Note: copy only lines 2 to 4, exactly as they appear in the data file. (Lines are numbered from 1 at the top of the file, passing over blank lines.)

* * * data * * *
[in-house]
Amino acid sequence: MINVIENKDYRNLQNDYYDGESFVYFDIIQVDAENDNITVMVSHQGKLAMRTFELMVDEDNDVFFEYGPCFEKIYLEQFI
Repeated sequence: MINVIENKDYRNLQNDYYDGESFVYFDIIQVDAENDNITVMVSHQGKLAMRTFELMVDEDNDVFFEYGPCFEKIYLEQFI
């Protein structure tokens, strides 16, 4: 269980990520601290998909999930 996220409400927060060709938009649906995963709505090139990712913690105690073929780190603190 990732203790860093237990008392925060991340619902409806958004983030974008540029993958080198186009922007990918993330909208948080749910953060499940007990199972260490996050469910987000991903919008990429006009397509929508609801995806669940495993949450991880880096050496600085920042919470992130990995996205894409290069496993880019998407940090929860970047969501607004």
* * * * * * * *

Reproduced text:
Amino acid sequence: MINVIENKDYRNLQNDYYDGESFVYFDIIQVDAENDNITVMVSHQGKLAMRTFELMVDEDNDVFFEYGPCFEKIYLEQFI
Repeated sequence: MINVIENKDYRNLQNDYYDGESFVYFDIIQVDAENDNITVMVSHQGKLAMRTFELMVDEDNDVFFEYGPCFEKIYLEQFI
């Protein structure tokens, strides 16, 4: 269980990520601290998909999930 996220409400927060060709938009649906995963709505090139990712913690105690073929780190603190 990732203790860093237990008392925060991340619902409806958004983030974008540029993958080198186009922007990918993330909208948080749910953060499940007990199972260490996050469910987000991903919008990429006009397509929508609801995806669940495993949450991880880096050496600085920042919470992130990995996205894409290069496993880019998407940090929860970047969501607004």